The opening lecture was given by Professor Andreas Petzold (The Open University), who spoke about the importance of the iconographic study of colour, providing a methodological approach that brought together the different traditions of visual studies. This was followed by a group of invited papers, which focused on the artistic and documentary dimensions of medieval colours, presented by Professors Stefanos Kroustallis (Escuela Superior de Conservación y Restauración de Bienes Culturales de Madrid), María Luisa Vázquez de Ágredos Pascual (Universitat de València) and Dobrosława Horzela (Uniwersytet Jagielloński w Krakowie).

This was followed by a panel of papers proposed by external researchers on the materiality of medieval colours, in which Miquel Àngel Herrero-Cortell (Universitat Politècnica de València), Eileen Gardiner (University of Bristol), Núria Oriols Pladevall (Museu Nacional d'Art de Catalunya), Nati Salvadó Cabré, Salvador Butí Papiol and Trinitat Pradell Cara (Universitat Politècnica de Catalunya), Eneko Tuduri (University of Nevada & University of the Basque Country), Aránzazu Llácer Peiró and María Antonia Zalbidea (Universitat Politècnica de València), Marika Snider (University of Memphis) and Tea Ghigo (University of Oxford & Ashmolean Museum). Among the topics mentioned are the use of recipe books, the application of certain pigments, as well as the vision of medieval colour from the "gaze of the other" and from neo-medievalism.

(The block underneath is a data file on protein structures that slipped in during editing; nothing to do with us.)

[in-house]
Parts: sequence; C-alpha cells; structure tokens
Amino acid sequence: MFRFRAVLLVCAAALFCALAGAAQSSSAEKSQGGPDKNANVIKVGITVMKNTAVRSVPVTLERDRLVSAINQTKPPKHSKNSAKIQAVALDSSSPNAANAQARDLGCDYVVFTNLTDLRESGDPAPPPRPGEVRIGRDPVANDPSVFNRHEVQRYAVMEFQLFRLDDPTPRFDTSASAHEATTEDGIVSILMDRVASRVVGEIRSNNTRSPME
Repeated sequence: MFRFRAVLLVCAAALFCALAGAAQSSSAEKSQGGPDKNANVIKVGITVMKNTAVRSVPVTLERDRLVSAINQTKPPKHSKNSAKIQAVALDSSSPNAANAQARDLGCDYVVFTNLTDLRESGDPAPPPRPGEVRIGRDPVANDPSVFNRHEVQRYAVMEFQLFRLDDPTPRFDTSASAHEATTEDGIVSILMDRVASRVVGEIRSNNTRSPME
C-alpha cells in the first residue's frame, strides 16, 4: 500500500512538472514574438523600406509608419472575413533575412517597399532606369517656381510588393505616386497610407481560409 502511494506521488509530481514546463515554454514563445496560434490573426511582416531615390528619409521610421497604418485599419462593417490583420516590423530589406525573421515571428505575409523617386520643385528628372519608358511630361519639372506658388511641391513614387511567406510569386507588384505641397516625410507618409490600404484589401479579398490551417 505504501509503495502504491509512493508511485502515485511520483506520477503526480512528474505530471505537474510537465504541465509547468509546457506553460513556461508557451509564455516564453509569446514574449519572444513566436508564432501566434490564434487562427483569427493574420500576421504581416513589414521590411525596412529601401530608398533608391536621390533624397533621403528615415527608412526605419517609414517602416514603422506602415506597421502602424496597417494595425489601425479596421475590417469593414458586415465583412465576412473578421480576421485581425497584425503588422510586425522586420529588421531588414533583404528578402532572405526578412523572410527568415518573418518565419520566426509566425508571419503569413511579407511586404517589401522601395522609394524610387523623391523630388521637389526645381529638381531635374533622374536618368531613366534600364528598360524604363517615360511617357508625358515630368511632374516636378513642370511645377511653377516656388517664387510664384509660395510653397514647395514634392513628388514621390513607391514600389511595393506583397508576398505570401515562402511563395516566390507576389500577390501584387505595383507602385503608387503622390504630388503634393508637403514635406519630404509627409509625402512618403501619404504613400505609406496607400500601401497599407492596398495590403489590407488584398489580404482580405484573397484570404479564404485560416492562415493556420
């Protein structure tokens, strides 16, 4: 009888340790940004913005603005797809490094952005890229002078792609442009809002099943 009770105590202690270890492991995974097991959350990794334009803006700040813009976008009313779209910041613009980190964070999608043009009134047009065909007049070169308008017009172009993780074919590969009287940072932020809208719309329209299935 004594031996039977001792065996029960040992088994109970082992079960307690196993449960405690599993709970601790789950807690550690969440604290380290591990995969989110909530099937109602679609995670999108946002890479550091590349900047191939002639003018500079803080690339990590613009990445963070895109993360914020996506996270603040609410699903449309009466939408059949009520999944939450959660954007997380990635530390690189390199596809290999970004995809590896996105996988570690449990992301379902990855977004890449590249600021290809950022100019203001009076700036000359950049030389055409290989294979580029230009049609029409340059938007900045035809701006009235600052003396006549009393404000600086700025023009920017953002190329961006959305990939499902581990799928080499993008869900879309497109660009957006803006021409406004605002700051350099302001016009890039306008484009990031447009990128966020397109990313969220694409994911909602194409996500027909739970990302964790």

The morning of the second day, 3 March, began with talks by professors Ángel Pazos-López (Complutense University of Madrid), José Filipe Pereira da Silva (Helsingin Yliopisto), Ricardo Piñero Moral (University of Navarra) and José María Salvador González (Complutense University of Madrid). All of them, moderated by Professor Estrella Sanz, addressed different visions of the symbolic charge of colour, from its philosophical conception to its aesthetic, liturgical and Marian values, based on documentary sources of the time.

These keynote speeches were followed by a round table of shorter papers, which highlighted different visions of colour in medieval artistic materials and techniques, from the Andalusian world to different groups in Central and Eastern Europe. The speakers were Teresa López Martínez (University of Granada), Paola Pogliani and Claudia Pelosi (Tuscia University-Viterbo), Ana Isabel Calero-Castillo, Ana Cristina Coba Peña and Ana Garcia Bueno (University of Granada), Anabelle Kriznar (University of Seville & University of Ljubljana) and Teresa Espejo Arias (University of Granada).

On Thursday afternoon, guest lecturers Anne-Orange Poilpré (Université Paris 1 Panthéon-Sorbonne) and Marek Walczak (Uniwersytet Jagielloński w Krakowie), both from the Medieval Colors Network, gave presentations on the visual discourses of Carolingian manuscripts and the presence of colour in the tombs of late medieval Polish kings in Krakow Cathedral. Their dissertations addressed the visual discourses of Carolingian manuscripts and the presence of colour in the tombs of the late medieval kings of Poland in Krakow Cathedral.